Neighbors protest adult entertainment zone proposal

Oxford StockBy Errol Castens

Daily Journal

OXFORD – Residents of neighborhoods near a proposed adult entertainment zone adamantly told Oxford’s mayor and aldermen on Tuesday that the area was unsuitable for the designation.

City officials have wrestled with where to establish such zoning since it was discovered the designation was inadvertently left off of a revised land-use map several years ago. Courts, said City Attorney Pope Mallette, have held that adult entertainment businesses such as strip clubs are protected under the First Amendment but can be heavily regulated to minimize their impact to the communities where they operate.

Oxford City Planner Tim Akers had recommended a small industrial-zoned area on Old College Hill Road at the end of the University-Oxford Airport runway be designated for adult entertainment. It was one of the few areas in the densely developed town that was more than 1,000 feet from the nearest school, park and church.

“This is truly a dysfunctional arrangement,” said Mark Bing, a resident of nearby Lakeway Gardens and the father of one child already born and another on the way. “It’s far too proximate to Lamar Park (and) the entire area around the proposed area is surrounded by residential areas.” He added that adult-oriented entertainment businesses would be a shocking contrast to those on their way to the University of Mississippi Golf Course.

Bob Cummings, also a resident of Lakeway Gardens, said he acknowledged the legality of the city’s decision process but asked that it be extended to allow extra public input.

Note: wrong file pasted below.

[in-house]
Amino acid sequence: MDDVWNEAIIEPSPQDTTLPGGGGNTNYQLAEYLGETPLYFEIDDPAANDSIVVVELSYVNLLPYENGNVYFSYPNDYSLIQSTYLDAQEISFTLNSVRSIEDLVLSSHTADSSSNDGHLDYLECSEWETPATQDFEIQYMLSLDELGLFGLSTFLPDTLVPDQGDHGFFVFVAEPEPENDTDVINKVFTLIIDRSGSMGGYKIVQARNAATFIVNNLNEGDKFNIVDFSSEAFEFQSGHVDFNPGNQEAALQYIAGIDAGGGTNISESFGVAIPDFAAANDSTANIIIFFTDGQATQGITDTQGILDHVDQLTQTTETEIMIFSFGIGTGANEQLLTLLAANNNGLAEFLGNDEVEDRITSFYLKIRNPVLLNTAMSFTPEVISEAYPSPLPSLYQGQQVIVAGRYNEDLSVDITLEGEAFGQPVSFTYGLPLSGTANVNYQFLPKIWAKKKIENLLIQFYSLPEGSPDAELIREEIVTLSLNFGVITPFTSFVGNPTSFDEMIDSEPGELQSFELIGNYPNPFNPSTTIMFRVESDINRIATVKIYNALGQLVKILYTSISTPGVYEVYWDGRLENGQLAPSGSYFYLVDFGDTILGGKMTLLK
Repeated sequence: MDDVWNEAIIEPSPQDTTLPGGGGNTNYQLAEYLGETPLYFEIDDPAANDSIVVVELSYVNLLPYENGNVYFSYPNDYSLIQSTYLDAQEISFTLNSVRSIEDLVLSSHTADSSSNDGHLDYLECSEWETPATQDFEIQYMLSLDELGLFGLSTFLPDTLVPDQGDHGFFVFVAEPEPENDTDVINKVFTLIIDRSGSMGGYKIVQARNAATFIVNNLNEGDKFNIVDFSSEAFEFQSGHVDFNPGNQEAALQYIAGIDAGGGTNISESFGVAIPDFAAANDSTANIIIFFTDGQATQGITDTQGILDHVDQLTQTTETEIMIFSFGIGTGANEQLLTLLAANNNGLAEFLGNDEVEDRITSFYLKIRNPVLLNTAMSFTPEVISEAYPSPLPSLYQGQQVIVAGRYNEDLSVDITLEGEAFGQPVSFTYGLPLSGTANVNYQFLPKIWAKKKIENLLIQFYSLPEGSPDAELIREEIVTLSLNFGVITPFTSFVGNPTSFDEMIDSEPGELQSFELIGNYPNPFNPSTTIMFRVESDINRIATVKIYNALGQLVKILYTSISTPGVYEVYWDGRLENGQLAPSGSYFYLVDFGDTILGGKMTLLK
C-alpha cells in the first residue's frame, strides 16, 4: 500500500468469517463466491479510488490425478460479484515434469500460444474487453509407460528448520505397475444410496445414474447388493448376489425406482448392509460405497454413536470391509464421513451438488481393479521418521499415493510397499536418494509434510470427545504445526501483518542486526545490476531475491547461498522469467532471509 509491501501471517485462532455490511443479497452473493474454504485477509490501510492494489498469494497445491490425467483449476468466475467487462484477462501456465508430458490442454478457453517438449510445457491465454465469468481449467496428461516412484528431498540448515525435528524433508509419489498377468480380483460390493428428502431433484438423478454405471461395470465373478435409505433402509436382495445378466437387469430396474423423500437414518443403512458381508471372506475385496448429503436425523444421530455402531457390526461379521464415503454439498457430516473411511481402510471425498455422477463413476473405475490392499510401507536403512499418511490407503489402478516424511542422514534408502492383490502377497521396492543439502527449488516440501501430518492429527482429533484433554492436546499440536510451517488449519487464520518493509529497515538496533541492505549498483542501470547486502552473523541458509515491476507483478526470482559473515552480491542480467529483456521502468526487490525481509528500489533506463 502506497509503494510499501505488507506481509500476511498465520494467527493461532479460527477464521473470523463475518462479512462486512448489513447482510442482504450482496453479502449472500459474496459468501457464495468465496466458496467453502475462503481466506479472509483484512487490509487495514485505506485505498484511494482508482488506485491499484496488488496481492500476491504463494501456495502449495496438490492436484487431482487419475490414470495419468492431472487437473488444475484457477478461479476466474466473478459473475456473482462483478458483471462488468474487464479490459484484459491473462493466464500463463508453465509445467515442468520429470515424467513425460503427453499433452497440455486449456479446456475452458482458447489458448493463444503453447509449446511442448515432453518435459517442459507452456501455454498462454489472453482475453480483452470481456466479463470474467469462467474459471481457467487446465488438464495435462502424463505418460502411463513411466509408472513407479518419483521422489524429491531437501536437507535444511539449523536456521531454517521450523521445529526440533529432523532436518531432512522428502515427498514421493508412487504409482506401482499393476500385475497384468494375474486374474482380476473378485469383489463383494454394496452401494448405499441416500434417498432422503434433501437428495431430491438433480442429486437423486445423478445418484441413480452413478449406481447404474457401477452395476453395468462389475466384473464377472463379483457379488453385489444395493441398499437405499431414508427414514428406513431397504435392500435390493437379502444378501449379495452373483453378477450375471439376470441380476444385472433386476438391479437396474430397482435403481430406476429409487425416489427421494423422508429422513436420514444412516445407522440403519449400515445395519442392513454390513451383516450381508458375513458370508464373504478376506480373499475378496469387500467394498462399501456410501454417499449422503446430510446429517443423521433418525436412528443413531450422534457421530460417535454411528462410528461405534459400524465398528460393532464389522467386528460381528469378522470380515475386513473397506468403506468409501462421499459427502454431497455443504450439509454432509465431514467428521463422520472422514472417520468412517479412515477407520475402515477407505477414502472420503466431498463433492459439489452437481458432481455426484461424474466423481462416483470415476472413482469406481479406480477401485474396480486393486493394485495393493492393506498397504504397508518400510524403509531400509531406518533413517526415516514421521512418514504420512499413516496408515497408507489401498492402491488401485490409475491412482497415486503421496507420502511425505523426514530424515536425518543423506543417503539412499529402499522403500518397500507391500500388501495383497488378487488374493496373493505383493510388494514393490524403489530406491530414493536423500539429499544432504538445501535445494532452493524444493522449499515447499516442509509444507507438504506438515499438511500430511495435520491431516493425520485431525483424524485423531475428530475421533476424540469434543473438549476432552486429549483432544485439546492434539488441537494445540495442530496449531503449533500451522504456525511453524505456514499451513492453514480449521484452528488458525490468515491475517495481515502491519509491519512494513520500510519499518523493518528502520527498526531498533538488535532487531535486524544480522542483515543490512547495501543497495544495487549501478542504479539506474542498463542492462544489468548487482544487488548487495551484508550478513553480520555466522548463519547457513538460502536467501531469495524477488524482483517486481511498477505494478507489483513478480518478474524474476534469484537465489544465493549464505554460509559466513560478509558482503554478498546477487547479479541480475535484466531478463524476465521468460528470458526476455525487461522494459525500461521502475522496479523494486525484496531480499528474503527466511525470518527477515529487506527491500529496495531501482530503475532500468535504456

“I respectfully submit that the amount of input you’ve had is not proportional to the concern,” he said.

One speaker guessed that in warm weather nearly three-quarters of the traffic on College Hill Road is going to FNC Park, the city-county sports complex.

Mayor Pat Patterson said without an adult entertainment zone, such a business could open anywhere in the city.

“We get occasional calls about adult entertainment – more than you would think we would. Usually we don’t take it very seriously,” he said. “Last spring we received a call that gave us some concern. It came from an out-of-town source, and we took it pretty seriously.

“We’re not going to allow them to serve alcohol, we’ve restricted their signage and we’ve tried to find the least desirable location,” Patterson said. “We’ve done everything we can.”

If no significant changes are made to the draft ordinance, aldermen are scheduled to vote on it Jan. 7.

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